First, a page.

When people act like a victim in relation to a problem they created, it is a form of self-defense, deflecting blame to others or external circumstances. These individuals will find it difficult or impossible to learn from their mistakes or to make positive changes in their lives because their focus is on externalizing blame rather than on introspection and self-improvement.


Similar to those who play the victim, those who feel entitled to take your time, resources, and emotional energy without offering anything in return are displaying entitlement.

Healthy relationships have a balance of give and take, whereas an entitled partner will always look for ways that you can continually provide for them while giving little to nothing in return.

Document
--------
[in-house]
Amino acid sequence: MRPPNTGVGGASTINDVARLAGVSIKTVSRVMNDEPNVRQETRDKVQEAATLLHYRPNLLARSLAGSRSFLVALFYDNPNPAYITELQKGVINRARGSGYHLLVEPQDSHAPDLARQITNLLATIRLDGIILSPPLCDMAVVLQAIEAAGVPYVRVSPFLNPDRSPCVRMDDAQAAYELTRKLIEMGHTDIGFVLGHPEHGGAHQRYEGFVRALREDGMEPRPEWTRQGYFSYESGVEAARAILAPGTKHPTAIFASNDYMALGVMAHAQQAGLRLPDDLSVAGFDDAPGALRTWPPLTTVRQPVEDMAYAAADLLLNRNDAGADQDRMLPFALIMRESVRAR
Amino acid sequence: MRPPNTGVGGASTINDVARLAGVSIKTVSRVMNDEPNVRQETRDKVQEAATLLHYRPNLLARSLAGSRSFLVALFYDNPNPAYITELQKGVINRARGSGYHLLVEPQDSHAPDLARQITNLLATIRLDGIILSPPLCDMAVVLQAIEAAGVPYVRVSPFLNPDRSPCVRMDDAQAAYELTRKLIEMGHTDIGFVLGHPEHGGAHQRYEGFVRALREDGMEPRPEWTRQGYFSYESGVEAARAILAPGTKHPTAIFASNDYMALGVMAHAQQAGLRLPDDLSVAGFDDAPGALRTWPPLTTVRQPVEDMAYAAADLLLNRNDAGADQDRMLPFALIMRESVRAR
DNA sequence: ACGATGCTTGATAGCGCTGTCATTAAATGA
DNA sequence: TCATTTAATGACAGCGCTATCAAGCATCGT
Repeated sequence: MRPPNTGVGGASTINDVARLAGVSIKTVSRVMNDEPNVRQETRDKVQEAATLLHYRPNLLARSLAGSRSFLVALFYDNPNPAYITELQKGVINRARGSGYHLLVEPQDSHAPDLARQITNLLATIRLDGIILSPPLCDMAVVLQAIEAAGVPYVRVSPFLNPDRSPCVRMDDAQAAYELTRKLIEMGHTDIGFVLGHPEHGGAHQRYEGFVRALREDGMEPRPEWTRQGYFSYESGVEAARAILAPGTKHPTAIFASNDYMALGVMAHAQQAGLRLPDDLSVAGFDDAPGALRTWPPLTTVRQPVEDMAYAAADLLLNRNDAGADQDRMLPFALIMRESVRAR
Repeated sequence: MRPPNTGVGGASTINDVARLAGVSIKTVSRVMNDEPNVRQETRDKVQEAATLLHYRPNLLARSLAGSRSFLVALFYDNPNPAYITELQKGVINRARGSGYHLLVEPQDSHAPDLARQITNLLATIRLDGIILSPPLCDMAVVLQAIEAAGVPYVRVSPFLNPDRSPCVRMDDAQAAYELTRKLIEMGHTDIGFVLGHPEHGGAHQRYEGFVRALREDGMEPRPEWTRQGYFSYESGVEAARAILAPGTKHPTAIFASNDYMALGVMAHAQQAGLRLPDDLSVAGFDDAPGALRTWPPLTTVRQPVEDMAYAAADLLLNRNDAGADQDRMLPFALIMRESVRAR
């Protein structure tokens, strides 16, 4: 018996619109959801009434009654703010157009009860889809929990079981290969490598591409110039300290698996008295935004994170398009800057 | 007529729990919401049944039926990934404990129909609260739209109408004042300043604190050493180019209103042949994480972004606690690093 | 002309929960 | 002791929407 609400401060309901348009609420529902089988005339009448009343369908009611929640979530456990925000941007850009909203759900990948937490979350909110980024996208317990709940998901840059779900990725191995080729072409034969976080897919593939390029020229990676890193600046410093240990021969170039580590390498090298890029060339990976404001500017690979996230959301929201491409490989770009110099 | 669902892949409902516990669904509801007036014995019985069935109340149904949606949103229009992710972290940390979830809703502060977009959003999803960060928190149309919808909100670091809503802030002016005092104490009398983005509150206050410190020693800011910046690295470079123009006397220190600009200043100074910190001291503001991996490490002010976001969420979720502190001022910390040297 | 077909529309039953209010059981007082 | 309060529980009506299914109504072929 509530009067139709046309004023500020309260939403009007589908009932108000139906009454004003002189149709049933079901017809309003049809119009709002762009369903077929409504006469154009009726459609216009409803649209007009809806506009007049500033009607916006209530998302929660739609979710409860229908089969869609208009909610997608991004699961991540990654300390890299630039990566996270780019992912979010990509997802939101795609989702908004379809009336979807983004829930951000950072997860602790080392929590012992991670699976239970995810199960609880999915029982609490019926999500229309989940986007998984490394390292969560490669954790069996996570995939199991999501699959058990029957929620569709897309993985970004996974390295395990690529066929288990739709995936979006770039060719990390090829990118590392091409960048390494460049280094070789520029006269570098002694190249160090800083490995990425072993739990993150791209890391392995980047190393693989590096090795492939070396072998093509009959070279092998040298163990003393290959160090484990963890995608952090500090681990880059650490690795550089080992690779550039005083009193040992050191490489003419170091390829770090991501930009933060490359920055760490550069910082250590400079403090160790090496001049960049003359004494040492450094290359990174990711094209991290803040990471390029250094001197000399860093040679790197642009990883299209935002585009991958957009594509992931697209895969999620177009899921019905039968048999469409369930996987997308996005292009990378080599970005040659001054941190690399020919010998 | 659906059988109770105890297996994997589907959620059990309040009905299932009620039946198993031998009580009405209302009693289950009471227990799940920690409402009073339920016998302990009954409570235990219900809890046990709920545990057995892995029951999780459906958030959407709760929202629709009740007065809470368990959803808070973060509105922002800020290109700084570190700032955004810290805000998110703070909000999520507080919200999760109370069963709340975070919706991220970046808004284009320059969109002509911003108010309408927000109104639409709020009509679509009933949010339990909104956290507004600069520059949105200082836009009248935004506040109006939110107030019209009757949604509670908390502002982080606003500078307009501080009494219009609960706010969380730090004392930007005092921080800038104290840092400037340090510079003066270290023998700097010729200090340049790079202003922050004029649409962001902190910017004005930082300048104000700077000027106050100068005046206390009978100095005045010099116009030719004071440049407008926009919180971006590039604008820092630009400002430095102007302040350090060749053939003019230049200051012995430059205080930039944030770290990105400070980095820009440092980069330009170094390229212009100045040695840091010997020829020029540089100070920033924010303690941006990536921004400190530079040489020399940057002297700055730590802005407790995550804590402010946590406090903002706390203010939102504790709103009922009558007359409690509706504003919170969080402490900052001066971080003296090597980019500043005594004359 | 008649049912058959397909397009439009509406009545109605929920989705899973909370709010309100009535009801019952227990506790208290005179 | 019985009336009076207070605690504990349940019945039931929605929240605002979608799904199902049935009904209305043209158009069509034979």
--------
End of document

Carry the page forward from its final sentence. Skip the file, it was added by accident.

Poor Communication

For a relationship to be healthy, it is essential to communicate with one another, but someone who avoids dealing with issues that impact the relationship is neglecting you.

When people react with anger or withdrawal when we invite them into a conversation about deeper feelings and needs, this discomfort often masks a profound fear of vulnerability.

Some people habitually avoid these conversations, even devalue them, dismissing their importance altogether. This dismissal of emotional exploration tends to create an environment fraught with the potential for misunderstandings and resentment. It erodes trust, the bedrock of all relationships. It paves the way for emotional damage and a loss of connection.

Discrediting & Jealousy

When a partner can't bear to see you succeed and looks for ways to discredit you under the guise of superiority, they are behaving in a toxic manner. When they attempt to belittle even the most trivial of your victories, it is vital to remember that this isn't a reflection of your worth but rather a symptom of their deep-seated insecurities.